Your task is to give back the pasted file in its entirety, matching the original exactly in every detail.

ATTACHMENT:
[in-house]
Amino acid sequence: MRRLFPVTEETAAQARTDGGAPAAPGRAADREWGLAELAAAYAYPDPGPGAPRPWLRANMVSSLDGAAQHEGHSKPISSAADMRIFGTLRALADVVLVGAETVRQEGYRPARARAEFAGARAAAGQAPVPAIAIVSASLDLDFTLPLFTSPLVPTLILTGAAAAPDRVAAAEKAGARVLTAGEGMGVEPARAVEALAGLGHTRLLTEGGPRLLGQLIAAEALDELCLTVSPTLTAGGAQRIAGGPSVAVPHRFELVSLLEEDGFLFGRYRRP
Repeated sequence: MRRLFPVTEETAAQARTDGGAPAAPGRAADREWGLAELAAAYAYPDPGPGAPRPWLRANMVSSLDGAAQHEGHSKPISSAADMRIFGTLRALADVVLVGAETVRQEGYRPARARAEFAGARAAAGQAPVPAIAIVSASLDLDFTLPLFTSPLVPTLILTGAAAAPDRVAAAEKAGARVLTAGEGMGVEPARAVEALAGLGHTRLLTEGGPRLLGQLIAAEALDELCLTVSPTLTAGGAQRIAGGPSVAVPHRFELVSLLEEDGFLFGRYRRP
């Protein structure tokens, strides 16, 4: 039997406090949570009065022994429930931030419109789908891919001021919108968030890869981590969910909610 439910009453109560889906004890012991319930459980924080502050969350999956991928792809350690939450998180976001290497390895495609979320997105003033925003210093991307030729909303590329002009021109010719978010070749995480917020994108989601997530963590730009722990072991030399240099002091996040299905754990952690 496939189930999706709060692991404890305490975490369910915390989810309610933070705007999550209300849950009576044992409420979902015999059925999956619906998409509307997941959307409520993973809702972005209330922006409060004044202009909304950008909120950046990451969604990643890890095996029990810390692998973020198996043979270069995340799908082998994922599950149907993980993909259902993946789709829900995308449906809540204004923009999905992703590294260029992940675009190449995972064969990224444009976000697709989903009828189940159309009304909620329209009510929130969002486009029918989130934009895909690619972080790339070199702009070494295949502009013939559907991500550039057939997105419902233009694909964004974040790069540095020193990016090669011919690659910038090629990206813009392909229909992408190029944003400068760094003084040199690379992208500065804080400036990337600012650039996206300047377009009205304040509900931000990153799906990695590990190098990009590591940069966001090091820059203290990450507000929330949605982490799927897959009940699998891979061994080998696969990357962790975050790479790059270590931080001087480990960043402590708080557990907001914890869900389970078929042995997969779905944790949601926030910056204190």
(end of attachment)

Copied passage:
[in-house]
Amino acid sequence: MRRLFPVTEETAAQARTDGGAPAAPGRAADREWGLAELAAAYAYPDPGPGAPRPWLRANMVSSLDGAAQHEGHSKPISSAADMRIFGTLRALADVVLVGAETVRQEGYRPARARAEFAGARAAAGQAPVPAIAIVSASLDLDFTLPLFTSPLVPTLILTGAAAAPDRVAAAEKAGARVLTAGEGMGVEPARAVEALAGLGHTRLLTEGGPRLLGQLIAAEALDELCLTVSPTLTAGGAQRIAGGPSVAVPHRFELVSLLEEDGFLFGRYRRP
Repeated sequence: MRRLFPVTEETAAQARTDGGAPAAPGRAADREWGLAELAAAYAYPDPGPGAPRPWLRANMVSSLDGAAQHEGHSKPISSAADMRIFGTLRALADVVLVGAETVRQEGYRPARARAEFAGARAAAGQAPVPAIAIVSASLDLDFTLPLFTSPLVPTLILTGAAAAPDRVAAAEKAGARVLTAGEGMGVEPARAVEALAGLGHTRLLTEGGPRLLGQLIAAEALDELCLTVSPTLTAGGAQRIAGGPSVAVPHRFELVSLLEEDGFLFGRYRRP
């Protein structure tokens, strides 16, 4: 039997406090949570009065022994429930931030419109789908891919001021919108968030890869981590969910909610 439910009453109560889906004890012991319930459980924080502050969350999956991928792809350690939450998180976001290497390895495609979320997105003033925003210093991307030729909303590329002009021109010719978010070749995480917020994108989601997530963590730009722990072991030399240099002091996040299905754990952690 496939189930999706709060692991404890305490975490369910915390989810309610933070705007999550209300849950009576044992409420979902015999059925999956619906998409509307997941959307409520993973809702972005209330922006409060004044202009909304950008909120950046990451969604990643890890095996029990810390692998973020198996043979270069995340799908082998994922599950149907993980993909259902993946789709829900995308449906809540204004923009999905992703590294260029992940675009190449995972064969990224444009976000697709989903009828189940159309009304909620329209009510929130969002486009029918989130934009895909690619972080790339070199702009070494295949502009013939559907991500550039057939997105419902233009694909964004974040790069540095020193990016090669011919690659910038090629990206813009392909229909992408190029944003400068760094003084040199690379992208500065804080400036990337600012650039996206300047377009009205304040509900931000990153799906990695590990190098990009590591940069966001090091820059203290990450507000929330949605982490799927897959009940699998891979061994080998696969990357962790975050790479790059270590931080001087480990960043402590708080557990907001914890869900389970078929042995997969779905944790949601926030910056204190």